The turning point in Sen. Rick Santorum’s surprisingly successful primary campaign arrived during a January debate in Florida, where Santorum underscored Mitt Romney’s vulnerability on the healthcare issue:

Think about what that means going up against Barack Obama, who, you are going to claim, “Well, top-down government-run medicine at the federal level doesn’t work work and we should repeal it,” and he’s going to say, “Wait a minute, Governor. You just said that top-down government-run medicine in Massachusetts works well.” Folks, we can’t give this issue away in this election. It is about fundamental freedom… Those are not the clear contrasts we need if we’re going to defeat Barack Obama…

As Business Insider’s Grace Wyler noted at the time, “Mitt Romney was finally forced to play some serious defense…”

The healthcare issue itself was tangential to Santorum’s rise; social conservatives’ discontent with Romney ran far deeper than that. But it was during exchange that Santorum gained traction and became the most credible Not-Romney.

At this stage of the general-election campaign, it’s worth asking: Was Santorum right? Does the nomination of Romney effectively “give away” the healthcare issue for Republicans?

For the answer to that question, well, just listen to Romney flailing (h/t Jonathan Chait):

Actually, the — chief justice, in his opinion, made it very clear that, at the state level — states have the power to put in place mandates. They don’t need to require them to be called taxes in order for them to be constitutional. And — and as a result, Massachusetts’ mandate was a mandate, was a penalty, was described that way by the legislature and by me. And so it stays as it was.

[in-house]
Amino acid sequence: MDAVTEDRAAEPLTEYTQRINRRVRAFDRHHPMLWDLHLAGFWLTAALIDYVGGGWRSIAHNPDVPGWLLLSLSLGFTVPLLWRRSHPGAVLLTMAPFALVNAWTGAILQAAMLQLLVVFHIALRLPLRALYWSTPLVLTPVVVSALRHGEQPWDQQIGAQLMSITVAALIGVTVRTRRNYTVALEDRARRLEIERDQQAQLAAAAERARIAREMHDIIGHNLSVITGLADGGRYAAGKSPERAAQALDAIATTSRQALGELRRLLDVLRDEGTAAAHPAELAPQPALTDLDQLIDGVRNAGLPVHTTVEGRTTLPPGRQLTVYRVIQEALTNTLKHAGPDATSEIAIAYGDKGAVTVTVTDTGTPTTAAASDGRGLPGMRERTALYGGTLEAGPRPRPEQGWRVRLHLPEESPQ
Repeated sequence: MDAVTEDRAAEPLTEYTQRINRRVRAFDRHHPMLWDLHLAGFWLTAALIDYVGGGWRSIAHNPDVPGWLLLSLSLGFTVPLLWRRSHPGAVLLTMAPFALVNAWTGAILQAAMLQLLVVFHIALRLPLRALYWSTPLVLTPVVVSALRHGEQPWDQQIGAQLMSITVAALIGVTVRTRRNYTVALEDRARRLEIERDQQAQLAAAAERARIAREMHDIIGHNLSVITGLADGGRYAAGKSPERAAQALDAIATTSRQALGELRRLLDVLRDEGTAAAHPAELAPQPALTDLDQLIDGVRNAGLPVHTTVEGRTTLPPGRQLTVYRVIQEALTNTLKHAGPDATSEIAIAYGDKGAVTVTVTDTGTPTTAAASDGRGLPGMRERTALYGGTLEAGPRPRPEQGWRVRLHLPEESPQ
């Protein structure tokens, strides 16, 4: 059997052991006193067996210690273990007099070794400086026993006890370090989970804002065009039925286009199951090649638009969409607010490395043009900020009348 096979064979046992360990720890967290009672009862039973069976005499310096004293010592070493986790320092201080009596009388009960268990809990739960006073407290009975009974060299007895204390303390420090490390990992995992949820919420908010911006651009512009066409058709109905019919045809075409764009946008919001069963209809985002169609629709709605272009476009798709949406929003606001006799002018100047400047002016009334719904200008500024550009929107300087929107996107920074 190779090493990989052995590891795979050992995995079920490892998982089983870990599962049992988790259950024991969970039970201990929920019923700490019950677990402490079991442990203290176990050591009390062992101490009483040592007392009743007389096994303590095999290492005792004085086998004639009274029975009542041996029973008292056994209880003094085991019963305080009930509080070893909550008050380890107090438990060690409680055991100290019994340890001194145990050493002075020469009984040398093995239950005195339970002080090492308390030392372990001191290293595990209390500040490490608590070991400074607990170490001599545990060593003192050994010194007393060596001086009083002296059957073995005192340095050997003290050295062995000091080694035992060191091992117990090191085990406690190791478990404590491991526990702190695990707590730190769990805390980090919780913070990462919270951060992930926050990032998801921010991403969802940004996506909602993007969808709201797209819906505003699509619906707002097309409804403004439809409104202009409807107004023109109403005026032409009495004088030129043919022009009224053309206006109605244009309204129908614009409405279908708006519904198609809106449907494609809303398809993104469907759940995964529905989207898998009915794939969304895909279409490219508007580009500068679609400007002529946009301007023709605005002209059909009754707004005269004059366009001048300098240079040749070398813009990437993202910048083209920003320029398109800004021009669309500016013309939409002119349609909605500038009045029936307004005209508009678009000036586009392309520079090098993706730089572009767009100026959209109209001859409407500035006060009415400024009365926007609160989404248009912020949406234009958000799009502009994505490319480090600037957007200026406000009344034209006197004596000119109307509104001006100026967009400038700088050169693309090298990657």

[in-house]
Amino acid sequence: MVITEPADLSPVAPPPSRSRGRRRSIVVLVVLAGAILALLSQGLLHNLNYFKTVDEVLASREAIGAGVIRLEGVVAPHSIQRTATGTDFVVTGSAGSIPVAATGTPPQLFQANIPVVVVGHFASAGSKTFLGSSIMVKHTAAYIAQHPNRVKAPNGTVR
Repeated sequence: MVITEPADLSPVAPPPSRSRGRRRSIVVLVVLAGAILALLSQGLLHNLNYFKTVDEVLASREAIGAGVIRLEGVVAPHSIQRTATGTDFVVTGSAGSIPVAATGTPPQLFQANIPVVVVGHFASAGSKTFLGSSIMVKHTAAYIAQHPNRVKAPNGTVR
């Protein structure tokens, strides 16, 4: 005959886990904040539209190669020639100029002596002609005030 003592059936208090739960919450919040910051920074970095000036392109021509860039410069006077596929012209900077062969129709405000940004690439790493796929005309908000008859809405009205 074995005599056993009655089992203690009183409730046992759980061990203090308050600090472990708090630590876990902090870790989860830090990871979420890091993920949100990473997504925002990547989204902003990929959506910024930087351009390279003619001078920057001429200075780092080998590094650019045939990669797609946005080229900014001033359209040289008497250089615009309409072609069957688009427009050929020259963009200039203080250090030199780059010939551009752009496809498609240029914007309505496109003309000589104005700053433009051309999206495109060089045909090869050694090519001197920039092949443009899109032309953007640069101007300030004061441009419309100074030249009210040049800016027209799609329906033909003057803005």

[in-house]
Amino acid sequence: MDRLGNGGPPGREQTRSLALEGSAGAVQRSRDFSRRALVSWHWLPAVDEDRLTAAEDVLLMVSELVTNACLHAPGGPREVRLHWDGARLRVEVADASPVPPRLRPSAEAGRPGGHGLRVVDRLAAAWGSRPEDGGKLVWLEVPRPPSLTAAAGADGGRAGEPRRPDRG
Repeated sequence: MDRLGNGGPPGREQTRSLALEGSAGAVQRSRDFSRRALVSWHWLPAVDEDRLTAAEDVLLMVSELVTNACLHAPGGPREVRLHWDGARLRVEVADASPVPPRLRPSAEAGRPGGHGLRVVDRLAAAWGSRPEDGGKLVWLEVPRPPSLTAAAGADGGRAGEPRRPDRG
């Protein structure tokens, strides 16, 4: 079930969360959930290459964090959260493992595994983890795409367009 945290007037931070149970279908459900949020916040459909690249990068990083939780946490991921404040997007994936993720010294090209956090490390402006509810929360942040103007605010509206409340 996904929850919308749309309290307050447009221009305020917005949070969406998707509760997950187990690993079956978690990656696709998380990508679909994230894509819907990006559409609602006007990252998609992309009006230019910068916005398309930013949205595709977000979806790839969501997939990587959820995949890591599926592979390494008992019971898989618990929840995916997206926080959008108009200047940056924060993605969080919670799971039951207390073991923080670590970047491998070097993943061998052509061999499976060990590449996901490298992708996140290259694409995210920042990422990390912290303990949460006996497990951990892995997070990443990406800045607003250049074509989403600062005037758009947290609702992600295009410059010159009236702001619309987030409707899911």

Sympathizers may object that the Chief Justice John Roberts put Romney in an awkward position by wiping out the federalism argument in favor of Massachusetts’ mandate — which is true as far as it goes. Yet Santorum’s broader point was that it should not have mattered how the Supreme Court ruled on Obamacare; a Republican who hadn’t been previously tainted would have been able to command the healthcare issue independently of any help or hindrance from the judiciary.

None of this is to say that healthcare has become an advantage for Democrats. Rather, it is to suggest the issue has a become a wash — a non-advantage for Republicans. In a close election, it seems to me that could prove quite significant.